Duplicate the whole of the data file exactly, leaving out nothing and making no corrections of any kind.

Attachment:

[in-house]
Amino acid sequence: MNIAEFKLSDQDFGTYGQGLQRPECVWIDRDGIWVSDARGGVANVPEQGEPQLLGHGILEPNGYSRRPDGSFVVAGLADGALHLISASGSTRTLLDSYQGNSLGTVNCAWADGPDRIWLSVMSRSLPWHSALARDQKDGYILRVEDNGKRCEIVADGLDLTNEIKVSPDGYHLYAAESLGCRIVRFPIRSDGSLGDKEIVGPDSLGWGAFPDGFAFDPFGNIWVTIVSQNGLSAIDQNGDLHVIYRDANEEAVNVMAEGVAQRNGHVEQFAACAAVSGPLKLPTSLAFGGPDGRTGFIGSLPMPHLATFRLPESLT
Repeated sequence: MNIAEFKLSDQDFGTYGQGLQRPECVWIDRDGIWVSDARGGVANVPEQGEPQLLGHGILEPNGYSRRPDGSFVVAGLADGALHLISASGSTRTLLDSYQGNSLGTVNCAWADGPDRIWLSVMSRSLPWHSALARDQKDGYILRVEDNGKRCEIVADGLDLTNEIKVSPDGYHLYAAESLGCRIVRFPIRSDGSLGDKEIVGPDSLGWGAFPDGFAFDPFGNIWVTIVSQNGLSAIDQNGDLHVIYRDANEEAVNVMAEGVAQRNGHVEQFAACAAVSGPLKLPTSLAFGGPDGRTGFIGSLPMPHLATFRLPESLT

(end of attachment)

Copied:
[in-house]
Amino acid sequence: MNIAEFKLSDQDFGTYGQGLQRPECVWIDRDGIWVSDARGGVANVPEQGEPQLLGHGILEPNGYSRRPDGSFVVAGLADGALHLISASGSTRTLLDSYQGNSLGTVNCAWADGPDRIWLSVMSRSLPWHSALARDQKDGYILRVEDNGKRCEIVADGLDLTNEIKVSPDGYHLYAAESLGCRIVRFPIRSDGSLGDKEIVGPDSLGWGAFPDGFAFDPFGNIWVTIVSQNGLSAIDQNGDLHVIYRDANEEAVNVMAEGVAQRNGHVEQFAACAAVSGPLKLPTSLAFGGPDGRTGFIGSLPMPHLATFRLPESLT
Repeated sequence: MNIAEFKLSDQDFGTYGQGLQRPECVWIDRDGIWVSDARGGVANVPEQGEPQLLGHGILEPNGYSRRPDGSFVVAGLADGALHLISASGSTRTLLDSYQGNSLGTVNCAWADGPDRIWLSVMSRSLPWHSALARDQKDGYILRVEDNGKRCEIVADGLDLTNEIKVSPDGYHLYAAESLGCRIVRFPIRSDGSLGDKEIVGPDSLGWGAFPDGFAFDPFGNIWVTIVSQNGLSAIDQNGDLHVIYRDANEEAVNVMAEGVAQRNGHVEQFAACAAVSGPLKLPTSLAFGGPDGRTGFIGSLPMPHLATFRLPESLT